SANDERS: We found as many people that we could that were from Hawaiʻi. The only one that we struggled with was the character of Lilo. We had casting directors scour Hawaiʻi. At that time, we couldn't find the right voice. And that was a very, very difficult voice to cast — even here on the mainland… And one day this girl came in, and her name was Daveigh Chase. She sat at the microphone, and she started doing her thing. Dean [DeBlois, the other co-director] and I looked at each other, and we knew we had found her. So that was the only voice that we really wished we could have cast from Hawaiʻi, and we gave it a shot. It wasn't in the cards at that time.
On becoming the voice for Stitch
SANDERS: We didn't want someone famous for Stitch because originally the concept was that he wouldn't speak at all. He might make a few little noises like growls and stuff, but he would never speak. As we worked on the film, it became obvious that he would have to talk. As we pitched the early storyboards, I would just give that character that voice. It's a voice that I would use to call people on the phone and annoy them. It was just this dumb voice I used from time to time when it felt right. But eventually, we're talking about Stitch's voice and Dean said, "Well, why don't we just use yours? You're not famous, and you're not going to cause trouble." Because the concern on Dean and my part was that if we did hire Robert Redford or Robin Williams — and they only had 15 lines and even those lines were two words at a time — that there might be some trouble that would develop. It would be very easy to imagine that eventually the studio would come around and say, “Well, if you got Robin Williams or Robert Redford, why don't you give them a bigger role.” And that would be a disaster, because that would mean that we were moving the film and pointing it in the wrong direction, just to placate somebody. We thought, "Let's ensure that we'd never even have to have that discussion by putting somebody like me in that role." And nobody wants more of me. So it was perfect.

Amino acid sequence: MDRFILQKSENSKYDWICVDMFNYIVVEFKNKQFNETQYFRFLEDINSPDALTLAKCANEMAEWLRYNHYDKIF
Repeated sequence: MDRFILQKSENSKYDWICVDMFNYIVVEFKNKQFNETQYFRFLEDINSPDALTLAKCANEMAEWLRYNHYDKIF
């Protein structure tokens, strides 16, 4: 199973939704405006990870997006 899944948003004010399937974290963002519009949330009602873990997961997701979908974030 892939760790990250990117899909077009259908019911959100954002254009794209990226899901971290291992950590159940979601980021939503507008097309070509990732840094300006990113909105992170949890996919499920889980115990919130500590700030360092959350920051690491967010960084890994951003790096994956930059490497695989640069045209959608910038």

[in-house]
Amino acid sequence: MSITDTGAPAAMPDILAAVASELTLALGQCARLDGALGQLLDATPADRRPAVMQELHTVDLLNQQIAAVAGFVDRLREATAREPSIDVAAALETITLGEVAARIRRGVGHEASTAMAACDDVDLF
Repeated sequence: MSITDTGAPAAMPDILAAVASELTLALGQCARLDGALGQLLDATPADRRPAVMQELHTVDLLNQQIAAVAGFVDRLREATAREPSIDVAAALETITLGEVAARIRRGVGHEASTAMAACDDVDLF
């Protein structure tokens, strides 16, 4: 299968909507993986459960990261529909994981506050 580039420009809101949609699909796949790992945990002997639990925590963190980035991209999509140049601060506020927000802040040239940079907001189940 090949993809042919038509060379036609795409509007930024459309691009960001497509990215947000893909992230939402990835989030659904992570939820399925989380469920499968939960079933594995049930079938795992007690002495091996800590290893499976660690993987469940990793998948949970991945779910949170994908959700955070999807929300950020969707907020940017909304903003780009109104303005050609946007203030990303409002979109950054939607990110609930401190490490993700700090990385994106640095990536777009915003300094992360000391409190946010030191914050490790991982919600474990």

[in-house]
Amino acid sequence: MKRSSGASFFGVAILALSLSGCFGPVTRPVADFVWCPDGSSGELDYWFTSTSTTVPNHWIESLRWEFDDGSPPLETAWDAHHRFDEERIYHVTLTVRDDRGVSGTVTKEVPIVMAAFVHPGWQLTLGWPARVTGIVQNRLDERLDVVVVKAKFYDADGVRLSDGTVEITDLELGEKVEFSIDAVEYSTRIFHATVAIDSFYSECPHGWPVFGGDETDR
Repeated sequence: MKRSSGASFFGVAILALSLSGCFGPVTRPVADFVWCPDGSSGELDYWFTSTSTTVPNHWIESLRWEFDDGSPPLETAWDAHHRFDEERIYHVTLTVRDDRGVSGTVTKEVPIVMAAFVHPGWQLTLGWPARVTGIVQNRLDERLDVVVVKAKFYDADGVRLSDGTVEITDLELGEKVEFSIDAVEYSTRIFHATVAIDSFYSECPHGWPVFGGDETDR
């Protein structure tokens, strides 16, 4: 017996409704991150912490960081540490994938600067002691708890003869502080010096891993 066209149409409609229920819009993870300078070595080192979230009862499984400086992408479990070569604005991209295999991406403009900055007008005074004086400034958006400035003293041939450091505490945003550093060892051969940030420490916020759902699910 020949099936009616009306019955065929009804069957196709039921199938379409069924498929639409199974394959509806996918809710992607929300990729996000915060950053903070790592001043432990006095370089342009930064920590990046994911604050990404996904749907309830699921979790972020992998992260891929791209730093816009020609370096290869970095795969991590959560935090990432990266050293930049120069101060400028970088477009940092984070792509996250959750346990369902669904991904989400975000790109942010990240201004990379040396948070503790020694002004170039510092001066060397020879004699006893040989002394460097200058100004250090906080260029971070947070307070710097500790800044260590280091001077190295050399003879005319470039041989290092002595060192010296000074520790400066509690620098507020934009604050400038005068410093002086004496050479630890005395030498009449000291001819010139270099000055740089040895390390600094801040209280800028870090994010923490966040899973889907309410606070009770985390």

On the legacy of "Lilo & Stitch"
SANDERS: I'm so proud of it. And, you know, we were busy doing certain things. You're so busy making this film and getting all the story problems worked out that you don't necessarily think about the larger impact that it might have. One of the wonderful things about something like "Lilo & Stitch," making a movie, is that it endures. It has this staying power. Over the years, more and more people see it for the first time. And over the years, both Dean and I have heard from people who have been touched by this film in various ways, and it has really meant something to them. And that's just absolutely so exciting.
"Lilo & Stitch" remains available to watch on Disney+. A live-action adaptation is reportedly in development, but Sanders told HPR he's not really involved in it. This interview aired on The Conversation on July 12, 2022. The Conversation airs weekdays at 11 a.m. on HPR-1.